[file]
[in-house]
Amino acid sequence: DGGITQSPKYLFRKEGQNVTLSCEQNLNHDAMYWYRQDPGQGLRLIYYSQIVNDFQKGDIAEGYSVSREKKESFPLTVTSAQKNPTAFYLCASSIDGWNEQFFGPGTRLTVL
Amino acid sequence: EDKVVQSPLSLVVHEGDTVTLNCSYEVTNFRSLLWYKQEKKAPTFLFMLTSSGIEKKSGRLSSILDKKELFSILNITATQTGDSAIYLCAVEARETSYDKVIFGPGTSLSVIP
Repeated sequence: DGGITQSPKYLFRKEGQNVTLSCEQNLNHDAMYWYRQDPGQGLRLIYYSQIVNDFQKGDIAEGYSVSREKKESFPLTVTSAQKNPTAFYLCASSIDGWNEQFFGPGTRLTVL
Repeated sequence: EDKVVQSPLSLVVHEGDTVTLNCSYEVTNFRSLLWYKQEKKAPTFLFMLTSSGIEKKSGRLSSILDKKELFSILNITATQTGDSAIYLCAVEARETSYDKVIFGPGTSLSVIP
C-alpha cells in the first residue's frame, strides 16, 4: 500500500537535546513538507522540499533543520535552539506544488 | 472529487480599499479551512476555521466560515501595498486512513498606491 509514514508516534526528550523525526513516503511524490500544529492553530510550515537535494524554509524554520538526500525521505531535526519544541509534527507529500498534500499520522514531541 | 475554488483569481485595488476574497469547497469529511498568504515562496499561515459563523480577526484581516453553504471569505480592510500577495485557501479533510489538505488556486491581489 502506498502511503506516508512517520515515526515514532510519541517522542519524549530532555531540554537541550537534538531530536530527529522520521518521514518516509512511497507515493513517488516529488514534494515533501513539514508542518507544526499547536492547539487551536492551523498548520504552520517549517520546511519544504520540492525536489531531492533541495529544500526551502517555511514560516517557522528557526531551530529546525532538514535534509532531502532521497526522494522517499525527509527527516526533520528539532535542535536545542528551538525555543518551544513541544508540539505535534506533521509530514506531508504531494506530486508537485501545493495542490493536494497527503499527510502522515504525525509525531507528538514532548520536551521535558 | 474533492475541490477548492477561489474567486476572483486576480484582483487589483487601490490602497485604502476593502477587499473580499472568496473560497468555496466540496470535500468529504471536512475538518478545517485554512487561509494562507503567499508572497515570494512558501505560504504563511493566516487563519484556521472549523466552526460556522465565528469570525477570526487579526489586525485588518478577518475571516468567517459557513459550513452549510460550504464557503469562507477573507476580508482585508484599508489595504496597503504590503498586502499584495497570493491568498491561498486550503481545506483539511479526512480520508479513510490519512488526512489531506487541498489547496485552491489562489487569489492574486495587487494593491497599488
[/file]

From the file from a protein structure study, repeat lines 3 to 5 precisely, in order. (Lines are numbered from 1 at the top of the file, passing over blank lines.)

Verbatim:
Amino acid sequence: EDKVVQSPLSLVVHEGDTVTLNCSYEVTNFRSLLWYKQEKKAPTFLFMLTSSGIEKKSGRLSSILDKKELFSILNITATQTGDSAIYLCAVEARETSYDKVIFGPGTSLSVIP
Repeated sequence: DGGITQSPKYLFRKEGQNVTLSCEQNLNHDAMYWYRQDPGQGLRLIYYSQIVNDFQKGDIAEGYSVSREKKESFPLTVTSAQKNPTAFYLCASSIDGWNEQFFGPGTRLTVL
Repeated sequence: EDKVVQSPLSLVVHEGDTVTLNCSYEVTNFRSLLWYKQEKKAPTFLFMLTSSGIEKKSGRLSSILDKKELFSILNITATQTGDSAIYLCAVEARETSYDKVIFGPGTSLSVIP